Last week I had the privilege of attending two real estate forecasts for 2017. One was with Ted Jones, chief economist for Stewart Title and Steve Harney, CEO of KCM. During the Recession I poured over economist’s forecasts and found most of them less accurate or entertaining than the weatherman. The opposite is true of both Ted Jones and Steve Harney. Though their points of view are different, each echoed the direction of the other, and it’s all backed by data. There may be some thunderclouds, but we’re in for a sunny real estate market.
Millennials surpassed Boomers as the largest generation, (Born 1981-1997) there are 83 million of them. Why does this affect real estate? Because the average first time buyer is about 31, and some are younger. 70% of them would like to buy, but they are cautious after the recession, and know what they don’t know. They don’t want to live in their parent’s basement, they need you.
There are more jobs than ever historically. Unemployment declined to 4.6% in November, payroll employment increased by 178,000 jobs. Even better, new jobs are in the professional, business service, and health care industries.
We’ve seen a 14 year retail boom. Brick and mortar stores are not disappearing, they’re popping. At , you can find a pop up rental for a few hours or days in 7 cities around the world. SnapChat, Nike, and startups take advantage of vacant spaces to test pop up shops without a long term commitment. Retail is literally a moving target. Millennials will research online, but prefer in store experience where they can bag a bargain to go.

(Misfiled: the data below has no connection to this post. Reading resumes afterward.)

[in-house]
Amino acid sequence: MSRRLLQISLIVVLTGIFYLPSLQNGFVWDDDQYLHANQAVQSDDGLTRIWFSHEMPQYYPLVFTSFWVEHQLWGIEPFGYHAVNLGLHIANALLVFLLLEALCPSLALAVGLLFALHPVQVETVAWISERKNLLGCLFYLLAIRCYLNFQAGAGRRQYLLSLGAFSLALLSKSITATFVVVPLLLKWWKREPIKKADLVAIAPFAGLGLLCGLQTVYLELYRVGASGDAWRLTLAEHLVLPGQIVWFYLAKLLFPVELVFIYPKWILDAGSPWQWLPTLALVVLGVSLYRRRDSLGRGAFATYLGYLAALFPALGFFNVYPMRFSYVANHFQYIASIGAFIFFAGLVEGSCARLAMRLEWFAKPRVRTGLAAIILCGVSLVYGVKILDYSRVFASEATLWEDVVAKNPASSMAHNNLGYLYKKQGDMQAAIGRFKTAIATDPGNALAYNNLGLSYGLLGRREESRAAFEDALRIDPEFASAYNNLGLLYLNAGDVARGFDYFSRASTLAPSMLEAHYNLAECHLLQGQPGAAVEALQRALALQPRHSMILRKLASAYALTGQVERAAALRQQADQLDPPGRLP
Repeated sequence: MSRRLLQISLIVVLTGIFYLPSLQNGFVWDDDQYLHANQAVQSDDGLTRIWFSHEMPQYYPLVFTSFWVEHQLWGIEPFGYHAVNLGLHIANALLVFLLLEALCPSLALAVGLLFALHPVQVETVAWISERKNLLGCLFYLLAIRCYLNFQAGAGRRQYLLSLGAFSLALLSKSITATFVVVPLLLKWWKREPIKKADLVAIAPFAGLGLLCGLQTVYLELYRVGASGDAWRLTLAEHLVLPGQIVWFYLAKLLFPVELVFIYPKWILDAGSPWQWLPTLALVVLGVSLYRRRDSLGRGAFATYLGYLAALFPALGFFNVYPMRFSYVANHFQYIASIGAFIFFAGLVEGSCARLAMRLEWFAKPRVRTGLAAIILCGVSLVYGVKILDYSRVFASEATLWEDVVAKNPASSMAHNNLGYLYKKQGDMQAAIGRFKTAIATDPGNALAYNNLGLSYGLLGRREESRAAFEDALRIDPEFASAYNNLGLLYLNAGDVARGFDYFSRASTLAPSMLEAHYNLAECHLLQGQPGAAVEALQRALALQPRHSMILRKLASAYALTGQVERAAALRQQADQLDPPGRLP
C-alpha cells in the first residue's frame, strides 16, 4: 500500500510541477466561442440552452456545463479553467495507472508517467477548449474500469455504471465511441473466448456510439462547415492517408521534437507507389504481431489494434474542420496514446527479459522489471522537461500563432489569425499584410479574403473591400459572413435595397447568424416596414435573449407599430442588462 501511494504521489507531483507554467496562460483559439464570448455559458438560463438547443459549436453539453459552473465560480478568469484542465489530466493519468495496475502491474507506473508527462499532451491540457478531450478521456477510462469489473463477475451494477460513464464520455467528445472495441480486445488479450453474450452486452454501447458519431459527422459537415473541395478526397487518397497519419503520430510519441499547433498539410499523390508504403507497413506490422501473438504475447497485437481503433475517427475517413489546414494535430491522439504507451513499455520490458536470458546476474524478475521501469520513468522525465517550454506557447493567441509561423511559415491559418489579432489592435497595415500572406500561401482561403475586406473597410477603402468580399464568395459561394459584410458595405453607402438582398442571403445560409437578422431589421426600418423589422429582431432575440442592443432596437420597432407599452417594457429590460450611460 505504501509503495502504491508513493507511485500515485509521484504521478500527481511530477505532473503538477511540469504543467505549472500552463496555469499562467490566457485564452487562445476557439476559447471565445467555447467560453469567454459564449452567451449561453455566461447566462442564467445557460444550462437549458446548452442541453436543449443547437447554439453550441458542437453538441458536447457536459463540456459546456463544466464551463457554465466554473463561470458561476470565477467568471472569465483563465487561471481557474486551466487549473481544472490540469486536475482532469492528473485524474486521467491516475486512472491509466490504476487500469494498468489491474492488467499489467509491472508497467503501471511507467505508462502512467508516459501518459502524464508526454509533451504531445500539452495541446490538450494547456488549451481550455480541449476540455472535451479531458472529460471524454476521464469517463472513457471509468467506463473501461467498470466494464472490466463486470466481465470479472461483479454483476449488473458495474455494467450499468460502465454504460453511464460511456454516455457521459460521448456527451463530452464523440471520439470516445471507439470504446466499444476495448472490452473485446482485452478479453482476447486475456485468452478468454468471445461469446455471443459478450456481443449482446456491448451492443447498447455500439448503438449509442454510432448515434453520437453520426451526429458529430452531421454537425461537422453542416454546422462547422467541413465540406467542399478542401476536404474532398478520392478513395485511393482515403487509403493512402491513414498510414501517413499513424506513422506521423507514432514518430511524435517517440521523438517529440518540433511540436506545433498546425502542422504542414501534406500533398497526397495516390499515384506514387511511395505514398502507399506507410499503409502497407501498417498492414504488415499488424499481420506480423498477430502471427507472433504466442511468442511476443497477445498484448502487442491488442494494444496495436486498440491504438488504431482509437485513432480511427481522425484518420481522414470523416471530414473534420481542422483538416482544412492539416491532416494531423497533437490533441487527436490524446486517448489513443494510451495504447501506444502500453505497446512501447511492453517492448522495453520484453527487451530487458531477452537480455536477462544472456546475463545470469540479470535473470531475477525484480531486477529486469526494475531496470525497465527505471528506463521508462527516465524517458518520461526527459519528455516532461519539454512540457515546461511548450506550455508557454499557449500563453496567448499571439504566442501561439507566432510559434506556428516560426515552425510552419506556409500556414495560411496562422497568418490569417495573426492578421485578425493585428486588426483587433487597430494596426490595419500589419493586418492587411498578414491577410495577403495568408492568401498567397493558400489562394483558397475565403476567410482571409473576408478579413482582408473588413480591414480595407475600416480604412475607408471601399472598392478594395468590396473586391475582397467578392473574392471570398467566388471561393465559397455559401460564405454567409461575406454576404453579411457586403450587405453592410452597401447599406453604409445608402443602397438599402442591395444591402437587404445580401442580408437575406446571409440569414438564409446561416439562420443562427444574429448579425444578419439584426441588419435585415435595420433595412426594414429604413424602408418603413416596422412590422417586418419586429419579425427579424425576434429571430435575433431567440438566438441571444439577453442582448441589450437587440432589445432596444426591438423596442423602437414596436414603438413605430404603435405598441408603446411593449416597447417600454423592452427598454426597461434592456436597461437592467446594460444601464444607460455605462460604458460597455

Renting costs have way outpaced owning. Benefits of renting pale in comparison to having a place of your own. Where’s the best place in Minneapolis for Millennials to dine on a Friday
night? In their own brand new town home with Ikea cabinets! By Mid-March they’re waiting for their tax rebate to spend on remodeling the basement.
Entry level buyers are back. The surprise is that they aren’t buying entry level homes, they are going for the move up home. They intend to stay longer. Before the Boom, average time in a home was 6 years, post Boom, it’s over 9 years. There are layers of reasons, but buyers are expecting to stay longer in their first home.
Cheap energy is here to stay. The Permian Basin is 800,000 acres in west Texas that competes with Saudi Arabia. Technology has production costs down to $2.25 per barrel, so low that you can keep driving that gas guzzler forever. Shame on you. Cheap gas means more jobs, cheaper travel, building costs, heating, and lighting your home. It also means that there isn’t a lot of incentive for alternative energy. Shame on us.
Let the New Year begin!